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I had a correctly working md5 program compiled on my mac but when I try to compile on my ubuntu distro it errors out saying:

 /tmp/ccKBJiV3.o: In function `str2md5':
 md5.c:(.text+0x33): undefined reference to `MD5_Init'
 md5.c:(.text+0x5b): undefined reference to `MD5_Update'
 md5.c:(.text+0x79): undefined reference to `MD5_Update'
 md5.c:(.text+0xa2): undefined reference to `MD5_Final'
 collect2: ld returned 1 exit status

Below is my code for main:

#include <stdio.h>
#include <stdlib.h>
#include <string.h>
#include "md5.h"
#include <openssl/md5.h>
#include <openssl/hmac.h>

int main(int argc, char *argv[]) 
{
char *output = str2md5(argv[1], strlen(argv[1]));
printf("%s\n", output);
free(output);
return 0;
}

Here is my "md5.h" file just contains the str2md5 function:

#include <stdio.h>
#include <stdlib.h>
#include <string.h>
#if defined(__APPLE__)
#  define COMMON_DIGEST_FOR_OPENSSL
#  include <CommonCrypto/CommonDigest.h>
#  define SHA1 CC_SHA1
#else
#  include <openssl/md5.h>
#endif

char *str2md5(const char *str, int length) {
int n;
MD5_CTX c;
unsigned char digest[16];
char *out = (char*)malloc(33);

MD5_Init(&c);

while (length > 0) {
    if (length > 512) {
        MD5_Update(&c, str, 512);
    } else {
        MD5_Update(&c, str, length);
    }
    length -= 512;
    str += 512;
}

MD5_Final(digest, &c);

for (n = 0; n < 16; ++n) {
    snprintf(&(out[n*2]), 16*2, "%02x", (unsigned int)digest[n]);
}

return out;
} 

I have tried to compile it with all the -l things I have found on the internet. For example:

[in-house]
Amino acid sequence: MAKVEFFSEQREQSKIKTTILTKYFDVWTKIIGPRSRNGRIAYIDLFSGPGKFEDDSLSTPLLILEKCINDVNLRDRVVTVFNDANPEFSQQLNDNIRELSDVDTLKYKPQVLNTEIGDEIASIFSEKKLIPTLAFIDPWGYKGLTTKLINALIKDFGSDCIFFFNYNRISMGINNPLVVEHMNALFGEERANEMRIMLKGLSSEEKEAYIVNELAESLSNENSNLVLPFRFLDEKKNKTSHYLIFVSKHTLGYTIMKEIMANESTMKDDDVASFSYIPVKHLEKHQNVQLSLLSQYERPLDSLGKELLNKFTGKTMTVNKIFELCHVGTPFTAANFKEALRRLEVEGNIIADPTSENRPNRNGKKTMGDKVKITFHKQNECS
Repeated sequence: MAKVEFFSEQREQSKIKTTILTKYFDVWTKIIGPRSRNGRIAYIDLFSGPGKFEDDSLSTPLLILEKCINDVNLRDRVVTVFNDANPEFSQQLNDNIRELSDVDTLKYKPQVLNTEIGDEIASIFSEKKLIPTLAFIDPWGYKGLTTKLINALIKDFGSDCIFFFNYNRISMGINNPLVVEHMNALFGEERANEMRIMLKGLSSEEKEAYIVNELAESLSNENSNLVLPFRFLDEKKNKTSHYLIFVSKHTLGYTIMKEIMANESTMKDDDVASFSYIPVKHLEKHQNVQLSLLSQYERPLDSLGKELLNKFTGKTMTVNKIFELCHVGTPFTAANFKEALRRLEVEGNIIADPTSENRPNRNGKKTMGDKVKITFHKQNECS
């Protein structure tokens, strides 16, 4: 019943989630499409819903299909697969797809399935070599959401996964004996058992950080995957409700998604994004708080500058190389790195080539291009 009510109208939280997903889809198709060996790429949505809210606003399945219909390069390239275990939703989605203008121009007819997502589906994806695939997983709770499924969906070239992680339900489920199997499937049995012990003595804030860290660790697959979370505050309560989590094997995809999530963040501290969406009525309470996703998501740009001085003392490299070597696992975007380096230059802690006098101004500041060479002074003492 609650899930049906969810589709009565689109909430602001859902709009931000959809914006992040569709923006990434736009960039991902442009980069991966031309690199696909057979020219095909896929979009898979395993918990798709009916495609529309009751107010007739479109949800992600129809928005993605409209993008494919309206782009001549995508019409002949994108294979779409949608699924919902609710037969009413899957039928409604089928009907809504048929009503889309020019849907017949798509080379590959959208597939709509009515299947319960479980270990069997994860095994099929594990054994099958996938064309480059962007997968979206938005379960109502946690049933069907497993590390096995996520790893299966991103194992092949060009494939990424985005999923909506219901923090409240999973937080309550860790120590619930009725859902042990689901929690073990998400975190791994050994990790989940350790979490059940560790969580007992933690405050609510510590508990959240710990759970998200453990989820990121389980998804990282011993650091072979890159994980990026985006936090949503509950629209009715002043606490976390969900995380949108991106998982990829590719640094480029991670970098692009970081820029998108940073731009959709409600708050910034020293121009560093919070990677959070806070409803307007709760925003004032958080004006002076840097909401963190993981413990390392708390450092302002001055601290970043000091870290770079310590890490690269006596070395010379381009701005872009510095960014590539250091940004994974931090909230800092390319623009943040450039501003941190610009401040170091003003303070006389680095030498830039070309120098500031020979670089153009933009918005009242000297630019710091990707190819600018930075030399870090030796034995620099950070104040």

gcc -Wall -lcrypto -lssl md5.c -o md5

Any help to get this to work would be amazing!

share|improve this question
    
Thats your md5.h header ?? mmmk. – WhozCraig Jan 12 '13 at 17:42
    
@WhozCraig what does that mean? Am I doing completely wrong? – Bryce Moral Jan 12 '13 at 17:50
    
It was just odd to see a function definition in your header, a place normally used for declarations, especially without an inline preamble. It will work as you have it, since it is only included in a single source file, but as soon as you pull that into additional source files of your module (if you ever add more than one .c file that includes your md5.h header) you'll get duplicate symbol errors from your linker. – WhozCraig Jan 12 '13 at 17:53
    
@WhozCraig ahhh okay. I understand what you mean. I am curious though where would you stick your definitions at? I am still learning and would love the advice. – Bryce Moral Jan 13 '13 at 1:54
up vote 11 down vote accepted

OS X uses an ancient version of the GNU toolchain, whereas Ubuntu (and Linux distros in general) uses a newer one. These more recent versions require that the object and library files be specified in the order their symbols depend on each other. It means that for maximum portability, you should always put the library linker flags to the end of the command line invocation, like this:

gcc -Wall md5.c -o md5 -lcrypto -lssl
share|improve this answer

Put -l at the end of your command:

gcc -Wall md5.c -o md5 -lcrypto -lssl
share|improve this answer

To do this in eclipse:

Right Click Project in Eclipse-> C/C++ Build Settings -> Tool Settings -> GCC C Linker -> Libraries and then add "ssl" and "crypto" in the -l section on the right.

Eclipse

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